July 1st, 2013
Last night as I drove home, the sky turned from gray to pink and the fireflies came out. I zoomed along the dusky curves of the country roads, and watched with a knot in my throat as I saw them multiply, lighting and lighting, a low, hovering starry sky over the soybean fields. Prone to hyperbole my thought was this: how could anything be more beautiful?
This place is a broken record. But it's a repetition of the things I love, and I consider that a worthy litany. Baseball. Fireflies. Corn-on-the-cob. All of the things I missed from my youth and now have present in my every day.
There are even things I can't remember from growing up here that hold a special new reality for me in my life. In particular: the tigerlillies. At the end of June and beginning of July, they line the highways, their orange heads bobbing in the wind of passing semis. They burst forth near every mailbox, telephone pole, in the roadside drainage ditches.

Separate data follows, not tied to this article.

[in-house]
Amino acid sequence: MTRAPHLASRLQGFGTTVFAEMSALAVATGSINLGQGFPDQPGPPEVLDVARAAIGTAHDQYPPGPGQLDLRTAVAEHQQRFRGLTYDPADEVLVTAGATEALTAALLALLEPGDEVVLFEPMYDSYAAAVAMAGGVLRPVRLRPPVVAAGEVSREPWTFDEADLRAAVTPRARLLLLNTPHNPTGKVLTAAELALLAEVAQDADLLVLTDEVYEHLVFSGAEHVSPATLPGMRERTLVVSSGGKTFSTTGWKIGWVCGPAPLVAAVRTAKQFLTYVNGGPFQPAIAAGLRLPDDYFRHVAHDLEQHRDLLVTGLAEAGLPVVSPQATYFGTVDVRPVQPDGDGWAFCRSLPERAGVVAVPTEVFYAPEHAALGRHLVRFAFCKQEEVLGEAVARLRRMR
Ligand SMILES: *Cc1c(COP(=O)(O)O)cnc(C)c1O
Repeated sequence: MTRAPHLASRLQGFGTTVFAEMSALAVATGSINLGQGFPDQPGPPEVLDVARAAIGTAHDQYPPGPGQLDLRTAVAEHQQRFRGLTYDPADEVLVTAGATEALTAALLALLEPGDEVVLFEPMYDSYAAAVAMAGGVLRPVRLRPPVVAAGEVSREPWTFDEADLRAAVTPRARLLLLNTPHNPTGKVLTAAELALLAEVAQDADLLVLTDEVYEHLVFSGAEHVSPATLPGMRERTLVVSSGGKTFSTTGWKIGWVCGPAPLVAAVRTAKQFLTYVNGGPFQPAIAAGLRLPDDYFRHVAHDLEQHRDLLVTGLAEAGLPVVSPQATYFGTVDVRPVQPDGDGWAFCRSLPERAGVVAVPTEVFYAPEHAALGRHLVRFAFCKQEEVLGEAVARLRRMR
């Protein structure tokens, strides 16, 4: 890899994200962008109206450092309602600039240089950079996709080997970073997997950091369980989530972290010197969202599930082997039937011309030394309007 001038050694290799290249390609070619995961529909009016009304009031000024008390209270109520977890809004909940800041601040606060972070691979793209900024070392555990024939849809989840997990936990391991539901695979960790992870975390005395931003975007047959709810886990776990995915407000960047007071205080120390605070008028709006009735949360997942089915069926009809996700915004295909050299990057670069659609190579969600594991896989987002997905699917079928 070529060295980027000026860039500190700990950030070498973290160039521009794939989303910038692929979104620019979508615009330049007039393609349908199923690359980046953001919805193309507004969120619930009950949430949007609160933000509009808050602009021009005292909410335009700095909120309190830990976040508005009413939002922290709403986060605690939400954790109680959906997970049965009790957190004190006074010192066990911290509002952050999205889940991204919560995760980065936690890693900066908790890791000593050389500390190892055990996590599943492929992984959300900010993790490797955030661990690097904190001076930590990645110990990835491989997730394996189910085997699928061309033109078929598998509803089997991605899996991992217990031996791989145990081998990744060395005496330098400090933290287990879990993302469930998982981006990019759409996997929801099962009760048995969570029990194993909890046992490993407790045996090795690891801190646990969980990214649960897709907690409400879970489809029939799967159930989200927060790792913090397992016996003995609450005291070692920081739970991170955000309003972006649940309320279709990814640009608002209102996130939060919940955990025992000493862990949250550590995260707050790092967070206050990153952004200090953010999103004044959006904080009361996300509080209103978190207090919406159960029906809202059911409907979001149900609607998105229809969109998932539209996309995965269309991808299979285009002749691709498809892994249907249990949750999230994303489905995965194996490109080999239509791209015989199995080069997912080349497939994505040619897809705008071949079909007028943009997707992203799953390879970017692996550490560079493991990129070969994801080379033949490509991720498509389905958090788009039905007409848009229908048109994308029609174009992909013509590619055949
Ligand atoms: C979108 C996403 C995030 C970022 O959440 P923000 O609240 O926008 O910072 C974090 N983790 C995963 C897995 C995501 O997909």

I don't particularly remember them from when I grew up here, though Mom swears they were always a part of the landscape. Why would I blot them out? Why weren't they as important to my eye then as they are now?
Every litany needs a break in the refrain. Every song needs a bridge.
Last night I ask Dad to relate to me some of his favorite memories of the place where he grew up. He told me about preparing the barn for winter; he told me about the Lutheran church bells that would chime at 5pm to let them know their work day was done and it was time to go home. "You could hear them from pretty much anywhere in the valley. On some days, when the air was right, they'd smack you in the face they were so clear."
These things that we hold on to from our childhood, the things that smack us in the face when the air is right: this is why I still come here and start typing. It's got to mean something.
© Zan McQuade. All rights reserved.